Barrick Gold, Tanzania begin talks to resolve Acacia Mining dispute
To say Acacia Mining (LON:ACA) is having a rough time in Tanzania is to underestimate the challenges the company, one of the largest gold producers in Africa, has been facing in the last few weeks.
The miner, Tanzania's No.1 gold producer, is in the midst of a bitter dispute with the Eastern African’s country’s government, which — among other things — has accused Acacia of tax evasion and illegal operations, served the firm with a $190-billion bill in fines and allegedly outstanding taxes, questioned staff and even blocked one of the firm’s senior executives last week from leaving the country.
World’s largest gold miner Barrick hopes to reach an agreement over both the claims against its subsidiary and the current ban on mineral concentrate exports.
The escalating conflict pushed world’s largest gold producer Barrick Gold (TSX, NYSE:ABX), which has a 64% stake in Acacia, to intervene earlier this month by mediating in the dispute.
The Canadian gold miner said Monday it had formally begun talks high-rank Tanzania’s government officials to try solving the ongoing dispute between the country and Acacia, which denies all accusations.
The Tanzanian side in the talks is being led by Justice and Constitutional Affairs Minister Palamagamba Kabudi and Barrick by its chief operating officer Richard Williams, according to a statement quoted by Reuters.
Barrick’s chairman John Thornton and President John Magufuli met in June in Dar es Salaam and agreed to discuss an export ban on gold and copper concentrates as well as “other issues” that have hit Acacia very hard, prompting a collapse of the stock value.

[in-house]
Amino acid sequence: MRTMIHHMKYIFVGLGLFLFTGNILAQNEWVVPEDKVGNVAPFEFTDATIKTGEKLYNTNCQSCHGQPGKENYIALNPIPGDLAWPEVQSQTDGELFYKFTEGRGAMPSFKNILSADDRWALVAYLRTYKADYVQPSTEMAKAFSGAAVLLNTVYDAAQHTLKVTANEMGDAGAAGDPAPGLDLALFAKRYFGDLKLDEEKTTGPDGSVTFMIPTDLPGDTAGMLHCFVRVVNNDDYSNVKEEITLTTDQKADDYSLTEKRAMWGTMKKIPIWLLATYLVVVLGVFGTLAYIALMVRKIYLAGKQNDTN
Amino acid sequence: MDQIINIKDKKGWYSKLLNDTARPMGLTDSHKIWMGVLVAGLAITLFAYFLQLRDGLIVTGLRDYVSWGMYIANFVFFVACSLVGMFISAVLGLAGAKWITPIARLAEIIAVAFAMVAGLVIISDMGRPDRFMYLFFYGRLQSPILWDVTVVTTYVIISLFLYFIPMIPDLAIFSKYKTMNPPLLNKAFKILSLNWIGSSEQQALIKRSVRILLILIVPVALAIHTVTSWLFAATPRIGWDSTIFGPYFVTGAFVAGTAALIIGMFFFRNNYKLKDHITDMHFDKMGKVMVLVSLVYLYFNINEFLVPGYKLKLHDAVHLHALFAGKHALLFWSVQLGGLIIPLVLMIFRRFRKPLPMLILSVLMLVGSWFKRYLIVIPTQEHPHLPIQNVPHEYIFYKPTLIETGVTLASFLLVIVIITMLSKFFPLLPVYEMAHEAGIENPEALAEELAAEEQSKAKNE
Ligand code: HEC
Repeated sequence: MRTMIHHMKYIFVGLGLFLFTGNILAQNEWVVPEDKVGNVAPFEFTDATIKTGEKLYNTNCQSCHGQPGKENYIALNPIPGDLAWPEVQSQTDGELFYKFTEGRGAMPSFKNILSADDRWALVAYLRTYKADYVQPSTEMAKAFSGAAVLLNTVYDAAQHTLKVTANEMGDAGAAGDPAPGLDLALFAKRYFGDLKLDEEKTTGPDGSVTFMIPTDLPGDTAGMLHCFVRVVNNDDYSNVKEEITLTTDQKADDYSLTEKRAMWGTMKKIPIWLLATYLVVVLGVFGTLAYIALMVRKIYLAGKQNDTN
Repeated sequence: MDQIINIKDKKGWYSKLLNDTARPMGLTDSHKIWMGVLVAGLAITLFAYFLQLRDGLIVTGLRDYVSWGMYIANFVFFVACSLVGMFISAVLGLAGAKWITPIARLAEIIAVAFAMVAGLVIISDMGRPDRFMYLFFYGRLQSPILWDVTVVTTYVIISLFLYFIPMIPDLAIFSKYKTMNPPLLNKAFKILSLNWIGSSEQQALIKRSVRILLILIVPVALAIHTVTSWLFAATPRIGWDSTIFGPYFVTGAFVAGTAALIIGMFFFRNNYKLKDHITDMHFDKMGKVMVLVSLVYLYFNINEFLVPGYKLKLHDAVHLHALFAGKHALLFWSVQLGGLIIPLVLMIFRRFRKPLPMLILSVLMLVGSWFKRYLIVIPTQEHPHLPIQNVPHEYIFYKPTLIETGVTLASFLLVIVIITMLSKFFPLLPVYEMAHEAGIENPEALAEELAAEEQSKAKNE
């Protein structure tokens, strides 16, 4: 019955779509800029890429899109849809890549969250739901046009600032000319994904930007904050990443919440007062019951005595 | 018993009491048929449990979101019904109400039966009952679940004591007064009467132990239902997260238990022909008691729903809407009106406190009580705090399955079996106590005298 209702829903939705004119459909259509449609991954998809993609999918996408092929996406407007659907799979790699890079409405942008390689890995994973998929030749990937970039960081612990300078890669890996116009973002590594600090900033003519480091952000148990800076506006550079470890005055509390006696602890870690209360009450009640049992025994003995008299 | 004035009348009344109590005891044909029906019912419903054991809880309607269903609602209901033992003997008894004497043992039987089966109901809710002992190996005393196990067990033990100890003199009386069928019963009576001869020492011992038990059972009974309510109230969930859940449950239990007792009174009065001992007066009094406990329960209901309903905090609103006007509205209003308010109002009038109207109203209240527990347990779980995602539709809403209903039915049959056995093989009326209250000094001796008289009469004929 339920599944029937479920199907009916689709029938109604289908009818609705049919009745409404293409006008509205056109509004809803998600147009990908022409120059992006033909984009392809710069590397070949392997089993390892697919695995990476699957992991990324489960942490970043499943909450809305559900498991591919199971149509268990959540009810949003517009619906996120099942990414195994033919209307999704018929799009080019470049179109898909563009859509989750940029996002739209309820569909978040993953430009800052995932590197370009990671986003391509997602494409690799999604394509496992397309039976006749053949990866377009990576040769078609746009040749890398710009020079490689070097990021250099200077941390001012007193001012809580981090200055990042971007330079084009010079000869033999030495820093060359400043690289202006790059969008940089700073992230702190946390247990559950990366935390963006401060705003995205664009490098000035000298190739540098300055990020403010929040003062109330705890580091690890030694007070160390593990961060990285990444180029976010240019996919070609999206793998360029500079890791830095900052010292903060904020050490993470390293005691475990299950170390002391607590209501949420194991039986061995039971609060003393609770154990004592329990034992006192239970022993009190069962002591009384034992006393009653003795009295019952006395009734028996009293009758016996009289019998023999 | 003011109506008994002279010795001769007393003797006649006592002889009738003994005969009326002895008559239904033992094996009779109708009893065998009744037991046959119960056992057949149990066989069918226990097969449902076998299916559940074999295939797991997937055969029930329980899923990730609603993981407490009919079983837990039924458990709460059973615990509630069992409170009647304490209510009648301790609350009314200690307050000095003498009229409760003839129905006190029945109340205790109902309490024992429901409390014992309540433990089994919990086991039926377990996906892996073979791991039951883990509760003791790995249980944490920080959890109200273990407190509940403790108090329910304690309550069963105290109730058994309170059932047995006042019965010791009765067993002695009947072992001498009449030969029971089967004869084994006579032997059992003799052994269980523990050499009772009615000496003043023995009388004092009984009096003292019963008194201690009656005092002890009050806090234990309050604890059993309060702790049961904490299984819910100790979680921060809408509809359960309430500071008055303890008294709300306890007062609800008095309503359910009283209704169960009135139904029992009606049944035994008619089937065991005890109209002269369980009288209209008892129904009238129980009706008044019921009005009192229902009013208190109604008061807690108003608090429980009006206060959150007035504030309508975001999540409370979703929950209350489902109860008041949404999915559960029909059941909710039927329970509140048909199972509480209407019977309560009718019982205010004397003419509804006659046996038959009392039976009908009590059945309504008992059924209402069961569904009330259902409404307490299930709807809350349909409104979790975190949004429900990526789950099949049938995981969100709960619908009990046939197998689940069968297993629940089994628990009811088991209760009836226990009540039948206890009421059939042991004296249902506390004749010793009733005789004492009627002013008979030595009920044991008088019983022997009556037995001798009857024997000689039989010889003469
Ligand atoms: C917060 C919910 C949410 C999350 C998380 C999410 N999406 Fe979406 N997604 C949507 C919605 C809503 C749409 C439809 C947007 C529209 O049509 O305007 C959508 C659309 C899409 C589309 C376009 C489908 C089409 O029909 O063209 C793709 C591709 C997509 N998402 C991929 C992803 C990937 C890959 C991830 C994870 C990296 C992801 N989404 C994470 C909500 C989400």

The news gave investors some hope, and Acacia’s shares were slightly up (+0.57%) to 175.40p in late trading in London at 4:27PM local time. The stock, however, has lost more than 67% of its value since the export ban came in effect in March this year. The situation is so delicate that the miner warned last week it would have to close its flagship Bulyanhulu mine by Sept. 30 if the prohibition is not lifted.
Acacia, which owns and operates Tanzania’s three major mines, is also facing a lawsuit in the UK from relatives of miners who died at North Mara. Law firm Deighton Pierce Glynn is acting on 10 cases, most of which relate to incidents since 2013, and one as recently as last year.
According to Tanzania’s official data, 65 civilians have been killed by police at North Mara for trespassing since 2006 and another 270 have been injured.